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Federal law enforcement and local authorities across the state are working together on a program to help reduce the amount of unused or illegal prescription medication in circulation. National Pill Take Back Day is tomorrow. Florida’s 89.1 WUFT’-FM’s Julian Hernandez tells us what local authorities are doing to help

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The House rejected a Senate proposal that would use billions of dollars in federal money to help low-income Floridians get health insurance. Margie Menzel of member station WLRN in Miami reports.

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Rev. Anthony Eseke knows the journey of life presents challenges and rewards. After a lifetime of hard work, 42-year-old Eseke is a professor at the University of Florida and a priest at St. Augustine Church in Gainesville.Born in Nigeria, Eseke has a worldwide perspective he feels helps give him insight to the world – insight he combines with his academic achievements to improve his ministry. But what helps him most is how he feels towards his profession, one he wanted ever since he was a little boy. Eseke describes himself in three words

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Many are saying the culture of country music will never be the same after today. Florida’s 89.1 WUFT-FM’s Taylor Nones has the story.

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The severe drought in 2012 caused an historic collapse of Florida’s oyster industry. During the past year a variety of state agencies have been working for the Florida Sea Grant Program to try and understand all the causes for the fishery disaster. The cooperative effort is working toward designing a plan to help restore and manage the industry in the future. Florida’s 89.1, WUFT-FM’s Donna Green-Townsend talked with the Director of the Florida Sea Grant College Program, Karl Havens about the findings outlined in the group’s special report this week:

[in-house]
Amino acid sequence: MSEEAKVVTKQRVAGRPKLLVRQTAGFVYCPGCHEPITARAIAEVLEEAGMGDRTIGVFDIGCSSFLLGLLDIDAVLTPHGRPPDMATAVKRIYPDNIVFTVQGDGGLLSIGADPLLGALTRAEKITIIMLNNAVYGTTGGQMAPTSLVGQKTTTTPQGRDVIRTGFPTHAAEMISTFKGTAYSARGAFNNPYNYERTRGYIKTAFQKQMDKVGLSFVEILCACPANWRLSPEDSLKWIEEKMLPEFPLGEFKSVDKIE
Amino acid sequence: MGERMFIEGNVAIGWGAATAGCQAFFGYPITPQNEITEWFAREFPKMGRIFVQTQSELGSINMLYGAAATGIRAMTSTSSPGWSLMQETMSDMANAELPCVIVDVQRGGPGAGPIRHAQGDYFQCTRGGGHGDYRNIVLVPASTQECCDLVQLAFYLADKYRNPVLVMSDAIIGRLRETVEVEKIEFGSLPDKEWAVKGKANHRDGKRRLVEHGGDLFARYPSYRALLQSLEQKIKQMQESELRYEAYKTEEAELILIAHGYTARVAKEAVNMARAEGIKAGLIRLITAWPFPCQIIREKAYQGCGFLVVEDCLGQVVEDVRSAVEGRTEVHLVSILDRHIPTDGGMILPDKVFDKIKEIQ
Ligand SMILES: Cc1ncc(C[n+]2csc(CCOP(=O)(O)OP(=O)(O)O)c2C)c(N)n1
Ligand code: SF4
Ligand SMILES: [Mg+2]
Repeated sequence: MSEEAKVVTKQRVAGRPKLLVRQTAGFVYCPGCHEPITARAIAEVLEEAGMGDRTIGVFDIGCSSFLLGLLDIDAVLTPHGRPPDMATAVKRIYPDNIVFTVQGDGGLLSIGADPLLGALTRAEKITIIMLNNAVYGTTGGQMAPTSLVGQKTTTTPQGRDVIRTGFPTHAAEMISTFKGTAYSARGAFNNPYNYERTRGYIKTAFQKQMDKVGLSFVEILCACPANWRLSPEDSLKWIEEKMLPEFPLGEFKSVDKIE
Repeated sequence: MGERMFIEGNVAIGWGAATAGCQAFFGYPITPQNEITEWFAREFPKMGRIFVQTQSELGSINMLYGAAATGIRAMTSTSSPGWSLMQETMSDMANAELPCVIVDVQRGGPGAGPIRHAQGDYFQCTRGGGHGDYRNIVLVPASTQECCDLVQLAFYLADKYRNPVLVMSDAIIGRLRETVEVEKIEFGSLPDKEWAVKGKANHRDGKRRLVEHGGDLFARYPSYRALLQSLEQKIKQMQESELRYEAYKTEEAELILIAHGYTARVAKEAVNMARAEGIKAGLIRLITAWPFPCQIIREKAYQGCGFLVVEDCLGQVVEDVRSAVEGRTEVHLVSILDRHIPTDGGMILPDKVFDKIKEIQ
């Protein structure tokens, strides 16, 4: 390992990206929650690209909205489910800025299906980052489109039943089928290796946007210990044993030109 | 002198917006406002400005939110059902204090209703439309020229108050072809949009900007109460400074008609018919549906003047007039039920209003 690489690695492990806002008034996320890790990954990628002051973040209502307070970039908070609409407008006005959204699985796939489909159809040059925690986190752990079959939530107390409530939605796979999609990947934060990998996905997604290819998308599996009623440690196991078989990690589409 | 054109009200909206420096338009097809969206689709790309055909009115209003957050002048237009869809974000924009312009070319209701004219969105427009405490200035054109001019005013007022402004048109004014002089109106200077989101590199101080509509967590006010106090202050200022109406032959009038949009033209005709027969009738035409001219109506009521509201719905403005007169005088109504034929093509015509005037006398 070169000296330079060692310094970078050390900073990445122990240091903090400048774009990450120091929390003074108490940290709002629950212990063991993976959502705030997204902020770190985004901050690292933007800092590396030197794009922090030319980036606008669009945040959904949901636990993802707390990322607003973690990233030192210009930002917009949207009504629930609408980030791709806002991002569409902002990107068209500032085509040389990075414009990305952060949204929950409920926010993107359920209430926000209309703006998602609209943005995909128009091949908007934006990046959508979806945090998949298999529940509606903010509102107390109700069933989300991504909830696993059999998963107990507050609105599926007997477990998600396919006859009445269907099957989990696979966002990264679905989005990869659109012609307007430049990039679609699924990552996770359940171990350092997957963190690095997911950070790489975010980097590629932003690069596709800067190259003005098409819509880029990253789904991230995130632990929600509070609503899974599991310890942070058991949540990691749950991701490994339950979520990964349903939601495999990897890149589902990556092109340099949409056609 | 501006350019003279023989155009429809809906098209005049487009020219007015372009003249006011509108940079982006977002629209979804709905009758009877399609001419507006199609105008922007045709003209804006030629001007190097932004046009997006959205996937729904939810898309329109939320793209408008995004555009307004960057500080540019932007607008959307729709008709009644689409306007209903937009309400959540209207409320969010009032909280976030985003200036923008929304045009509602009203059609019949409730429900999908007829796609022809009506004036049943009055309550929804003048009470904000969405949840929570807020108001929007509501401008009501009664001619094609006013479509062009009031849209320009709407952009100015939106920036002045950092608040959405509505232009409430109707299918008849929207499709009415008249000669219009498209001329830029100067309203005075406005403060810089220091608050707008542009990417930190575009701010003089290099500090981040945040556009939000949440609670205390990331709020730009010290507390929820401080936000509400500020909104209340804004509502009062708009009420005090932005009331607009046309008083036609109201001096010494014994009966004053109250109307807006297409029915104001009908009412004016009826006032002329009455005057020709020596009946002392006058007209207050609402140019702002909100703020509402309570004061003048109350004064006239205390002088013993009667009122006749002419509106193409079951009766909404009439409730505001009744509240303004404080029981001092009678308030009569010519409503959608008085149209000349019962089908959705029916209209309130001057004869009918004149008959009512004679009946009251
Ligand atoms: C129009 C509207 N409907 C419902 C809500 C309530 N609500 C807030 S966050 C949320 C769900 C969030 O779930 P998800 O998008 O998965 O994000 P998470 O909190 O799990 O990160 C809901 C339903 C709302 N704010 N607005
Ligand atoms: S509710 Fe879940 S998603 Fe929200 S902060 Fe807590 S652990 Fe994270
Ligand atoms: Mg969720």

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One of the most famous acrobatic circus families is flying into Gainesville this weekend to wrap up Jest Fest!. Florida’s 89.1 WUFT-FM’s Drew Bryan has more.

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The University of Florida’s College of Veterinary Medicine is hosting its sixth annual Healthy Horses Conference tomorrow. Florida 89.1 WUFT-FM’s Kristen Botica tells us what kind of topics experts will discuss at the event tomorrow.

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Gov. Rick Scott is grumbling about his priority issues which are missing from the budget proposed by lawmakers so far. For one, Scott hasn t gotten the across-the-board teacher raises he wanted. The legislature is going for a merit-based pay system instead. The governor says he plans on going through the budget with a fine-toothed comb. The target: member projects.

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April 25, 2013

By on April 25th, 2013 | Last updated: April 25, 2013 at 4:39 pm

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April 24, 2013

By on April 24th, 2013 | Last updated: April 26, 2013 at 3:59 pm

In Today’s Show

The days of the 2013 legislative session are numbered with no clear end in sight for several proposals hanging in limbo. Several issues have been bumped up to each chamber’s head budget negotiator to resolve, but others appear destined to end in a stalemate. Florida Public Radio’s Lynn Hatter reports both legislative chambers are at odds with each other and the Governor when it comes to campaign finance reform, teacher pay raises, tuition and health insurance for more low-income Floridians.

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U.S. House Representative John Mica, a senior member of the House Transportation Committee, is backing a plan to expand Orlando International Airport. But not everyone thinks it’s a good idea — including the airlines. Matthew Peddie of member station WMFE in Orlando talked to the Winter Park Republicans about his support for airport expansion.

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Students gathered at the University of Florida’s New Engeneering Building today to display their latests robotic designs. Florida’s 89.1 WUFT-FM’s Virginia Hamrick has more.